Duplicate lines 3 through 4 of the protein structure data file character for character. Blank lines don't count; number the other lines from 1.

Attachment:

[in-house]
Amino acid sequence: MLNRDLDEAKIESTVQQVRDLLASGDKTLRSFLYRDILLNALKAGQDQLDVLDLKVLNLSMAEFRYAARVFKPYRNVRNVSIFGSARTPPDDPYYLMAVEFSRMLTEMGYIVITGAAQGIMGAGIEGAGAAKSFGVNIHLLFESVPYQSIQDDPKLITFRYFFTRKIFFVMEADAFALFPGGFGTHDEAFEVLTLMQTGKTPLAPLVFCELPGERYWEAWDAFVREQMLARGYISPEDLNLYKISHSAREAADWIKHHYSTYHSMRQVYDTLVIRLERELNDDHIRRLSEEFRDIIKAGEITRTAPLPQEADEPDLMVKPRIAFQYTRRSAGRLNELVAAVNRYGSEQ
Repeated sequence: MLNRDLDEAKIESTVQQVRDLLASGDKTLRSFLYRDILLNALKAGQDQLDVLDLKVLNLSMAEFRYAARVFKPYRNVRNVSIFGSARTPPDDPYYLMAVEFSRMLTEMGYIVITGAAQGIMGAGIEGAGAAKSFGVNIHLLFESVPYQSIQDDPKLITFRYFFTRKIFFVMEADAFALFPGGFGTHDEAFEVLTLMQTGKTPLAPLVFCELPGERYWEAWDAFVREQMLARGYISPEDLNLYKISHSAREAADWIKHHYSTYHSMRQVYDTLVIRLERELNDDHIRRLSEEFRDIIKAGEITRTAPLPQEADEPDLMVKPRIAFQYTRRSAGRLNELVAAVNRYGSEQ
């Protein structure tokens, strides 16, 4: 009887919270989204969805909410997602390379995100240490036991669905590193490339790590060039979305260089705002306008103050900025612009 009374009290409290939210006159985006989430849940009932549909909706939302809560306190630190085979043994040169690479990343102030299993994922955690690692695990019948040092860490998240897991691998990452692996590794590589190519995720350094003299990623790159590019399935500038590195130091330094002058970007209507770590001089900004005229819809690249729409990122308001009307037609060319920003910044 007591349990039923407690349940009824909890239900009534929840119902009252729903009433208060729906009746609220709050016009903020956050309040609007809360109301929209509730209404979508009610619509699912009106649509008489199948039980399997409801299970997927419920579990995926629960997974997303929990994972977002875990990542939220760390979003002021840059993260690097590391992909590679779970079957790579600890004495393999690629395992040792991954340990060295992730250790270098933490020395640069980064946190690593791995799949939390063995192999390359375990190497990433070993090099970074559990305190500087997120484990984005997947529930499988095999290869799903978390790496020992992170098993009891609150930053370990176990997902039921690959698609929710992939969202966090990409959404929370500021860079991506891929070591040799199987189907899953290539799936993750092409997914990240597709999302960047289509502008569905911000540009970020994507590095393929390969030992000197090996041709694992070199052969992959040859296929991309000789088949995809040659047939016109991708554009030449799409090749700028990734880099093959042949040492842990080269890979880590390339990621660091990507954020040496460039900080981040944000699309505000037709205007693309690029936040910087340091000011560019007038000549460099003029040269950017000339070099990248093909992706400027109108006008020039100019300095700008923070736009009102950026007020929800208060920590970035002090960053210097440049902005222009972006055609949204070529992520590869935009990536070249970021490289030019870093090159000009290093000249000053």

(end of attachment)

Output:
Repeated sequence: MLNRDLDEAKIESTVQQVRDLLASGDKTLRSFLYRDILLNALKAGQDQLDVLDLKVLNLSMAEFRYAARVFKPYRNVRNVSIFGSARTPPDDPYYLMAVEFSRMLTEMGYIVITGAAQGIMGAGIEGAGAAKSFGVNIHLLFESVPYQSIQDDPKLITFRYFFTRKIFFVMEADAFALFPGGFGTHDEAFEVLTLMQTGKTPLAPLVFCELPGERYWEAWDAFVREQMLARGYISPEDLNLYKISHSAREAADWIKHHYSTYHSMRQVYDTLVIRLERELNDDHIRRLSEEFRDIIKAGEITRTAPLPQEADEPDLMVKPRIAFQYTRRSAGRLNELVAAVNRYGSEQ
């Protein structure tokens, strides 16, 4: 009887919270989204969805909410997602390379995100240490036991669905590193490339790590060039979305260089705002306008103050900025612009 009374009290409290939210006159985006989430849940009932549909909706939302809560306190630190085979043994040169690479990343102030299993994922955690690692695990019948040092860490998240897991691998990452692996590794590589190519995720350094003299990623790159590019399935500038590195130091330094002058970007209507770590001089900004005229819809690249729409990122308001009307037609060319920003910044 007591349990039923407690349940009824909890239900009534929840119902009252729903009433208060729906009746609220709050016009903020956050309040609007809360109301929209509730209404979508009610619509699912009106649509008489199948039980399997409801299970997927419920579990995926629960997974997303929990994972977002875990990542939220760390979003002021840059993260690097590391992909590679779970079957790579600890004495393999690629395992040792991954340990060295992730250790270098933490020395640069980064946190690593791995799949939390063995192999390359375990190497990433070993090099970074559990305190500087997120484990984005997947529930499988095999290869799903978390790496020992992170098993009891609150930053370990176990997902039921690959698609929710992939969202966090990409959404929370500021860079991506891929070591040799199987189907899953290539799936993750092409997914990240597709999302960047289509502008569905911000540009970020994507590095393929390969030992000197090996041709694992070199052969992959040859296929991309000789088949995809040659047939016109991708554009030449799409090749700028990734880099093959042949040492842990080269890979880590390339990621660091990507954020040496460039900080981040944000699309505000037709205007693309690029936040910087340091000011560019007038000549460099003029040269950017000339070099990248093909992706400027109108006008020039100019300095700008923070736009009102950026007020929800208060920590970035002090960053210097440049902005222009972006055609949204070529992520590869935009990536070249970021490289030019870093090159000009290093000249000053």